Does Halacha permit recourse to the court system?

In recent years, relationship between certain segments of religious Jews, Israeli court system has been fraught with tension.

July 26, 2012 14:00
3 minute read.
Supreme Court's Dorit Beinisch, Asher Dan Grunis.

Supreme Court's Dorit Beinisch, Asher Dan Grunis 521. (photo credit: Alex Kolomwisky)


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In recent years, the relationship between certain segments of the religious community and the Israeli court system has been fraught with tension over various rulings by the Supreme Court which are perceived by some as antagonistic to religious values or institutions. This tension, in part, stems from those in the judiciary who are determined to preserve the democratic nature of the state and those in the religious community whose sole interest lies in promoting its halachic character. This perceived clash, however, stems from a larger question regarding the recognition of non-halachic legal systems within Jewish law.

The Sages asserted that within God’s commandment to establish a judicial system, the Torah forbade Jews from adjudicating their conflicts within non-Jewish courts. “And these are the statues that you shall place before them,” Scriptures exclaim, but not in front of gentile judges (Exodus 21:1). This prohibition exists, according to the Sages, even if the non-Jewish law happens to be in agreement with Jewish norms and notwithstanding the general command within the Noahide laws that gentiles should establish their own legal systems.

Medieval Jewish communities, who were regularly granted judicial autonomy by the local rulers, subsequently demanded full allegiance to communal ecclesiastical courts (batei din), even as many sources indicate that they struggled with their members using gentile courts for financial or social reasons.

As suggested by a parallel prohibition forbidding adjudication before improperly trained Jewish judges (hedyotot), some sources indicate that the prohibition against non-Jewish courts (arka’ot shel goyim) stems from a fear the gentile judges will not adjudicate the case properly. Other sources believe that foreign law will not properly fit the spirit of Jewish culture. Most frequently, scholars deemed recourse to non-Jewish legal systems an act of betrayal to the Torah, analogous to the heretical denial of the Torah’s wisdom and trust in its legal system. This disloyalty was compared to an act of blasphemy and precluded using non-Jewish courts, even if one was fully confident that the judges would adjudicate in accordance with halachic norms.

As Rabbi Yaakov Ariel has argued, the inverse situation in contemporary Israel entails an equally problematic situation: Jewish judges adjudicating according to norms based on British, Turkish and local laws, but not Halacha.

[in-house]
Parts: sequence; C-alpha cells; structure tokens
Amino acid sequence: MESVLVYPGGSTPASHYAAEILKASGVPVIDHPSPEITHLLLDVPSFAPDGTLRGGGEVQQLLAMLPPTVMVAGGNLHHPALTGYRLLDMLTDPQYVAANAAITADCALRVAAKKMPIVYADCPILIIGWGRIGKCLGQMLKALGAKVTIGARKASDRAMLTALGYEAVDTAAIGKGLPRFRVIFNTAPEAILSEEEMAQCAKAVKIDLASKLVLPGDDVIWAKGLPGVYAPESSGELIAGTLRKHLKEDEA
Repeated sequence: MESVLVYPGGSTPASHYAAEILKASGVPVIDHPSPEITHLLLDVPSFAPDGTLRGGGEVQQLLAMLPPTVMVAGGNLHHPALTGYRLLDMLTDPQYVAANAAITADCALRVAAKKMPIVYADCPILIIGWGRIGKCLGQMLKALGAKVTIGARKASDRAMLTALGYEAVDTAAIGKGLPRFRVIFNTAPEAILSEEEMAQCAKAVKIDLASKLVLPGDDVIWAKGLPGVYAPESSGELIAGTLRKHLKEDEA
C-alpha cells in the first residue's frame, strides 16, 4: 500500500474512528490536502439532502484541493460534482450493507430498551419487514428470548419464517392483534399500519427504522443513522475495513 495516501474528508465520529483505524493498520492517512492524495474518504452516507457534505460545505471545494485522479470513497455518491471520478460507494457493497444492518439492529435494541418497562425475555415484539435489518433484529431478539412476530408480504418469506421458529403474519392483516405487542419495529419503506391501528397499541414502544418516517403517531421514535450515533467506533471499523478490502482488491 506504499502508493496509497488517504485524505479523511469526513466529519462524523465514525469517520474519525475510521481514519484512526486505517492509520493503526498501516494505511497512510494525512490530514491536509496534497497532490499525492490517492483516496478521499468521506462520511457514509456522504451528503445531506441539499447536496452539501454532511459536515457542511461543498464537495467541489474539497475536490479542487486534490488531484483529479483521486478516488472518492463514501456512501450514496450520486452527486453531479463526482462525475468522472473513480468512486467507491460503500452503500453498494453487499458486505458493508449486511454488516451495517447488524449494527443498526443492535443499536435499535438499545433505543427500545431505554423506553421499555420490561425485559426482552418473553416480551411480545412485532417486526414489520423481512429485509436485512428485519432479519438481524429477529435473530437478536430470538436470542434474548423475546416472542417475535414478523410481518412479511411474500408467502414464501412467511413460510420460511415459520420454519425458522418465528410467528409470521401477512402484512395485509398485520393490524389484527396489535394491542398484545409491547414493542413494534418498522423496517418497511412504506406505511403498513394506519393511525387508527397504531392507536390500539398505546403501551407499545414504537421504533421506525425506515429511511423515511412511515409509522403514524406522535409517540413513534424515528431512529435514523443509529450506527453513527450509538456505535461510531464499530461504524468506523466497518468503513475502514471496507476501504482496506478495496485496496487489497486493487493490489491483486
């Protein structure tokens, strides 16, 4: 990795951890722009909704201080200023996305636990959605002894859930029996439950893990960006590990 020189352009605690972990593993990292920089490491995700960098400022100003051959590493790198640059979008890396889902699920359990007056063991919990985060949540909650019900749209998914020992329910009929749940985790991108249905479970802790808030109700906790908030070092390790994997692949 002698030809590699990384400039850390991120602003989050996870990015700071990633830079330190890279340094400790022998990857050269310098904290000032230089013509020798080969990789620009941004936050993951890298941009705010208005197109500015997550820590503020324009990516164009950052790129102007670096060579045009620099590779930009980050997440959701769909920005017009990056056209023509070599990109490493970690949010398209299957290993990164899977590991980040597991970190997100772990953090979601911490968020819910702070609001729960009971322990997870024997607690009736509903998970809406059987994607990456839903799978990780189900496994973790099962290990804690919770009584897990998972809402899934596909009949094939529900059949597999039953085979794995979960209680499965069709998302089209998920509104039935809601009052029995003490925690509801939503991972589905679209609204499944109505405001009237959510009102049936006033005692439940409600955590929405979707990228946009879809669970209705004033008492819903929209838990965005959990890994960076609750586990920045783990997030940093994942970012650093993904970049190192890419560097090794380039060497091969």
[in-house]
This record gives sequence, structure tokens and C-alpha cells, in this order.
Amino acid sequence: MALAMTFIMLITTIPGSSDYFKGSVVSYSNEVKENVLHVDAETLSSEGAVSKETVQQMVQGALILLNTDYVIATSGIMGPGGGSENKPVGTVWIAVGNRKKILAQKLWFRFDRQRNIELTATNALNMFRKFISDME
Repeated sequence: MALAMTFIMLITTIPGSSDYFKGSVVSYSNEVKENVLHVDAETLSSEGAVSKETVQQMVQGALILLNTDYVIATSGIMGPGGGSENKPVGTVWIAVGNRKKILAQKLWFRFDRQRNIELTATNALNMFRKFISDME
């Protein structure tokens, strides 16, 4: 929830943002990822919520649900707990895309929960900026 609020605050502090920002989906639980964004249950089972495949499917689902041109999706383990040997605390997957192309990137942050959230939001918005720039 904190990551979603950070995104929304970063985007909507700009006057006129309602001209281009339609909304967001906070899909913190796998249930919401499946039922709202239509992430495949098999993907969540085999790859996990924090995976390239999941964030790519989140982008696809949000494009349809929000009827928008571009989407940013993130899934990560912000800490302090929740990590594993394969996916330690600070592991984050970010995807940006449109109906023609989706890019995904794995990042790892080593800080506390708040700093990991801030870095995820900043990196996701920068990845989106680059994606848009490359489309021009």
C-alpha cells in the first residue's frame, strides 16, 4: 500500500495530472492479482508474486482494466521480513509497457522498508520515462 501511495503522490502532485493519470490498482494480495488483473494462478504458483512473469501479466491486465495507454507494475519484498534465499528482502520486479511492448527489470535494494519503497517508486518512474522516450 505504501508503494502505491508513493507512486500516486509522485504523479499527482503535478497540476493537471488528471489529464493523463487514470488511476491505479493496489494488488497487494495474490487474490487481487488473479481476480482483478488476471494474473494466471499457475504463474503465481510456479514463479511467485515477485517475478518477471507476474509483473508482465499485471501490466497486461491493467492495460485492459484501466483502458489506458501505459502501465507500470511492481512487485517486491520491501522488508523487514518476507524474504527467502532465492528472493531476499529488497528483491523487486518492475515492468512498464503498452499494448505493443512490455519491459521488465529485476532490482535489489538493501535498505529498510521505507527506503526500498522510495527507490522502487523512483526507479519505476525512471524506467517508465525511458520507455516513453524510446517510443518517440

At best, this might be deemed analogous to a case in which the judges are not properly trained in Jewish law. Rabbis Avraham Karelitz and Ovadia Yosef further contended that the fact that the judges are Jewish only increased the gravity of employing an alternative legal system.

Most decisors, however, agree that one may use civil courts when one’s interlocutor refuses to adjudicate in an ecclesiastical court, if there is a threat of financial loss without civil intervention, or if the religious court is not empowered to enforce its decision.

With the founding of the state, Rabbi Shlomo Goren tentatively suggested that one might validate Israeli courts based on a court model which the Sages recognized even though the judgment was reached outside of ecclesiastic courts. The Roman province of Syria did not have scholars qualified to adjudicate according to formal Jewish law. In that extreme circumstance, Halacha recognized the decisions reached by ad hoc courts comprised of distinguished citizens who adjudicated based on personal judgment.

Although supported by some prominent Orthodox Israeli jurists, this suggestion was roundly rejected by chief rabbi Isaac Herzog and other decisors. They convincingly contended that an established legal system based on non-halachic legal principles was not comparable to an ad hoc court whose decisions were based on personal discretion. Herzog suggested that perhaps the inclusion in each Israeli tribunal of at least one judge with knowledge of Jewish law would alleviate the situation, although that proposal was never adopted.

Further complicating this dispute is that decisors have repeatedly concluded that Halacha does respect many civil laws under the talmudic principle of dina de-malchuta dina (“the law of the land is the law”). This principle not only mandates paying taxes and observing zoning and safety regulations, but also cooperating with the judicial bodies created to enforce those laws. A similar ruling applies to criminal law, which rabbinic decisors agreed should be enforced by government authorities.

Yet other areas of law definitively require adjudication under halachic norms. This creates a particularly acute tension for religious Zionist figures who believe in supporting the state’s institutions even as they maintain absolute fealty to halachic requirements, as evidenced by Justice Minister Yaakov Neeman’s controversial declaration in 2009 that he hoped Torah law would ultimately become the standard of justice in Israel. As with many of this country’s internal disputes, this deeply-rooted conflict will most probably continue to simmer in the years to come.

The writer, online editor of Tradition, teaches at Yeshivat Hakotel.

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